A Baltimore high school is under fire for a slide in their “AP History” class that puts President Trump next to a swastica and hammer and sickle symbol.
The high school’s response is “the topics being discussed included World Wars and the attempts by some leaders to limit, or prevent migration” which is unlikely to satisfy angry parents and in some way is an admission that a correlation was attempted to being drawn.
Fox5 News reports upset parents are contacting Baltimore County Schools about a slide that was shown in their child’s history class this week at Loch Raven High School.
The slide featured a picture of President Trump above pictures of a swastika and hammer-and-sickle.
Over the picture of the president are the words “Wants to round up a group of people and build a giant wall.” The words “been there” and “done that” appear under the pictures of the swastika and hammer and sickle. A banner on the side reads “Oh that’s why it sounds so familiar!”
Parents are questioning whether the slide was part of a history lesson or if the teacher was spreading political ideology.
The parents didn’t want to be identified because they’re afraid of negative repercussions for their children at the high school.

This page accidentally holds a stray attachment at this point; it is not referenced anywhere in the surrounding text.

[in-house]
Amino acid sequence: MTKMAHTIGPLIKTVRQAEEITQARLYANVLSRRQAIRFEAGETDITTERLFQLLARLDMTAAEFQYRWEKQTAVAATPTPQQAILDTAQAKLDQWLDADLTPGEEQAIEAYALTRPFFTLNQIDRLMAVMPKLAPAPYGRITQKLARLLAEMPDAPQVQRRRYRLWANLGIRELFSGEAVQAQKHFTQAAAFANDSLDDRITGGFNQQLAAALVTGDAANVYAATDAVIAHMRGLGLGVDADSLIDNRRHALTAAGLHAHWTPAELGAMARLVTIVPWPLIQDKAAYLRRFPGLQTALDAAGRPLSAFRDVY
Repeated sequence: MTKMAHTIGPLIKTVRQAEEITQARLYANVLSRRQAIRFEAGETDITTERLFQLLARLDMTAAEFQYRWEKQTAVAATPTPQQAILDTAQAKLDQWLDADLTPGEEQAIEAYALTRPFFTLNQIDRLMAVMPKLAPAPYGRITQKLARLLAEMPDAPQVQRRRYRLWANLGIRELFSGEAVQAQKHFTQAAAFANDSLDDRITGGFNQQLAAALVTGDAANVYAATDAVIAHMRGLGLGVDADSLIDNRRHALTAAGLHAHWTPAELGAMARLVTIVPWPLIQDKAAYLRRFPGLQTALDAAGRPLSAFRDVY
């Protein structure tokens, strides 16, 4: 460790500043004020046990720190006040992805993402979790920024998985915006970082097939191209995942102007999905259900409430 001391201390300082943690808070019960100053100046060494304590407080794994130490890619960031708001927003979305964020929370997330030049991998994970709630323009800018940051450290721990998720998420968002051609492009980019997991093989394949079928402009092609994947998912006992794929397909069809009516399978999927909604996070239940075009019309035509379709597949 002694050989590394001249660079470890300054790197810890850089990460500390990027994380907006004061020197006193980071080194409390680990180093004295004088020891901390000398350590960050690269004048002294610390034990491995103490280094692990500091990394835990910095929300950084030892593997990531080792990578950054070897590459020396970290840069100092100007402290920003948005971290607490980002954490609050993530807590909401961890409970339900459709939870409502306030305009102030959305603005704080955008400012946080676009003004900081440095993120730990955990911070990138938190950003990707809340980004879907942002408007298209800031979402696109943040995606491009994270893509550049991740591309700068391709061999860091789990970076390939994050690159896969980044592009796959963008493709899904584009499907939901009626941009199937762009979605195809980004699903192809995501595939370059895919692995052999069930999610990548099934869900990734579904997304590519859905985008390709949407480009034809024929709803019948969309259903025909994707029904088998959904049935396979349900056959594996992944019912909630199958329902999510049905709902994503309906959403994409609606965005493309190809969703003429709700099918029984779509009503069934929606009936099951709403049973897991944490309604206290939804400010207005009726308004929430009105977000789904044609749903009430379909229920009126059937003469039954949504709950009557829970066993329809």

They say the image was put up in class on Wednesday.
“The biggest problem is pushing an agenda on 16-year-olds,” one parent tells Fox45. “My understanding is that was just put up and it was left there for everyone to see the whole day.”
“I was told that by another student who said the topic in that class was supposedly world leaders shunning other groups out.” the parent says. “I said, ‘Is this part of the curriculum?'”
Fox45 contacted Baltimore County Public Schools Wednesday.
In a statement, a spokesperson says: “This slide was used as part of a lesson in an AP History course. The topics being discussed included World Wars and the attempts by some leaders to limit, or prevent migration, into certain countries. In isolation and out of context with the lesson, the image could be misunderstood. In our Advanced Placement (AP) classes, which are college level courses, we expect and encourage analysis and discussion around historical and current events even if they are considered controversial. This lesson was not intended to make a political statement. If a student has concerns when discussing a controversial issue, schools have the tools to address the concern and support the student.”
But Baltimore County councilman Wade Kach, who represents the part of Towson where Loch Raven High is located, said: “To even imply that our president is in any way a Nazi or a communist is outrageous.”
He wondered: “Is this curriculum for AP? Is it a purchased curriculum? Is it one that our school system wrote? Where is it coming from? I just think that it’s irresponsible to post anything like this in a classroom.”
This article first appeared on TheConservativeOpinion.com